American Sociological Association

Work–Family Conflict and Well-Being among German Couples: A Longitudinal and Dyadic Approach

This study examines dual-earner couples to determine whether changes in work–family conflict predict changes in one’s own (i.e., actor effects) or partner’s (i.e., partner effects) health and well-being as well as gender differences in these relationships. Using data from 1,001 dual-earner couples in Wave 6 and Wave 8 of the German Family Panel survey (Pairfam), we found (1) significant actor effects for all outcomes, with stronger actor effects among men than women on mental health; (2) significant partner effects for life satisfaction and mental health, with stronger partner effects among men than women on life satisfaction; and (3) stronger actor effects than corresponding partner effects for life satisfaction and mental health. As work–family conflict has become a fact of life for many contemporary workers, our results contribute by highlighting the importance of using couple-level data and testing longitudinal crossover effects to provide a fuller understanding of such conflict’s health consequences.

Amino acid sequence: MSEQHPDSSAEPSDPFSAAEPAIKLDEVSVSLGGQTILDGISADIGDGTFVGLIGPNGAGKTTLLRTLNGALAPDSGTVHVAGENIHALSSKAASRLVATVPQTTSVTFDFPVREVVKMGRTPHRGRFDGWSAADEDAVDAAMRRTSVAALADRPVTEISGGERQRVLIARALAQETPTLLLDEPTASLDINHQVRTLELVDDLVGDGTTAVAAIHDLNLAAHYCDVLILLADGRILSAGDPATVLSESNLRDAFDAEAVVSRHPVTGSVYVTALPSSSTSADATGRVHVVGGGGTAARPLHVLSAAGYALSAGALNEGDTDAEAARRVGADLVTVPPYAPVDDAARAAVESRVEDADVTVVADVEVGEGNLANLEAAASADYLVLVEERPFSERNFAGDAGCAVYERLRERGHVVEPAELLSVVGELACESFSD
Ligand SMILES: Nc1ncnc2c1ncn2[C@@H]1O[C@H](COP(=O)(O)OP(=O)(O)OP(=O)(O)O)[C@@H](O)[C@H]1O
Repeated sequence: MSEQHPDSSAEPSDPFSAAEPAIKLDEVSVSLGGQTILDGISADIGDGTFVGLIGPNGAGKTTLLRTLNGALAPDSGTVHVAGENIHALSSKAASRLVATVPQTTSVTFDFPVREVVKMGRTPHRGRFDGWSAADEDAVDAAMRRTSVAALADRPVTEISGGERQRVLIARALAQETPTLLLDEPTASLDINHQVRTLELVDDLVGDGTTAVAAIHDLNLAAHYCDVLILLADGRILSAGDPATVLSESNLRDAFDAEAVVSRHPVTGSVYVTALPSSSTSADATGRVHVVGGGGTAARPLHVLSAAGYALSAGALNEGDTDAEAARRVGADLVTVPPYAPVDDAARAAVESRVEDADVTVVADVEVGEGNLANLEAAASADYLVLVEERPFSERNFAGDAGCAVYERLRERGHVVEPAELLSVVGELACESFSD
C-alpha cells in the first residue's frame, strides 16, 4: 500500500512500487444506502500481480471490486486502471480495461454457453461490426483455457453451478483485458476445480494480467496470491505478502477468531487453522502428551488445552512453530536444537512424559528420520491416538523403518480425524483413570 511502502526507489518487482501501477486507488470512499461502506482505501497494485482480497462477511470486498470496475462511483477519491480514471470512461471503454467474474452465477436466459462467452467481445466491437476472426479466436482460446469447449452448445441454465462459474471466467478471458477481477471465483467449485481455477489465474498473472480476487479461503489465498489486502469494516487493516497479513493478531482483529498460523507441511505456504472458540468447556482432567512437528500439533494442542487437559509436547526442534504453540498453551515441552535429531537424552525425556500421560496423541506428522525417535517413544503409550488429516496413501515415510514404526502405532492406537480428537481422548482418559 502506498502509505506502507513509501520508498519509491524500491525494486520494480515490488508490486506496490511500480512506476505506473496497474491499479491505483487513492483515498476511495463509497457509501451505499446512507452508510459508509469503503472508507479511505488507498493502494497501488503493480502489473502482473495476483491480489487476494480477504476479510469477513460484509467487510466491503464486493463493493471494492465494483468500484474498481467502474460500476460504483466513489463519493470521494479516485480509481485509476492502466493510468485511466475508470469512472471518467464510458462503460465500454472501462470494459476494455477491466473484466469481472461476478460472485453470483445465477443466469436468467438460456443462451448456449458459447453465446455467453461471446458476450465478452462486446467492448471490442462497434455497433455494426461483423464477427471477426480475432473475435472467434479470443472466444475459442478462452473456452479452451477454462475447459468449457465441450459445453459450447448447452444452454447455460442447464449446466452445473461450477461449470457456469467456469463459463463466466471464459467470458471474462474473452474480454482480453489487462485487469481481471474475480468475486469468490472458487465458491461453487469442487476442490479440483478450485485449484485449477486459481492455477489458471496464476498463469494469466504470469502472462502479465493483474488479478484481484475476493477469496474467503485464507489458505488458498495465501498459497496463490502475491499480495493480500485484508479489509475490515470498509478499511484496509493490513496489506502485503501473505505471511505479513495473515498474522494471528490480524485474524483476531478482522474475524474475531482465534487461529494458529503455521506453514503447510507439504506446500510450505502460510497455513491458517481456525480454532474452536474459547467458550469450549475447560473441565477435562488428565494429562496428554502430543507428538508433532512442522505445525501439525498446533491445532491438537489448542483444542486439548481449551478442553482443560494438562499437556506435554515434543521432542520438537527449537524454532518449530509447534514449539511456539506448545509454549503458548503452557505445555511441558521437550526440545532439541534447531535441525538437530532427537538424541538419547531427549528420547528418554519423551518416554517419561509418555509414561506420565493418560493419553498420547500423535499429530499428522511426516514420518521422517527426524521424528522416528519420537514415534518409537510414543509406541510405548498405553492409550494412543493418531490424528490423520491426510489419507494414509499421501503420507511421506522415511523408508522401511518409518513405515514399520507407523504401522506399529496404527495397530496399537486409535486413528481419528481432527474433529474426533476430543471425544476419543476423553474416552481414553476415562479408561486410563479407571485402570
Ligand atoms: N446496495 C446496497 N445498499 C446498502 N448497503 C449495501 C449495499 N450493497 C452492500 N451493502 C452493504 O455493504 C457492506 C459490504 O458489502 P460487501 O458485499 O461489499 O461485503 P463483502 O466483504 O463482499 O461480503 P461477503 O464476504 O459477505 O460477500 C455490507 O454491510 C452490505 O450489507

Deniz Yucel and Wen Fan





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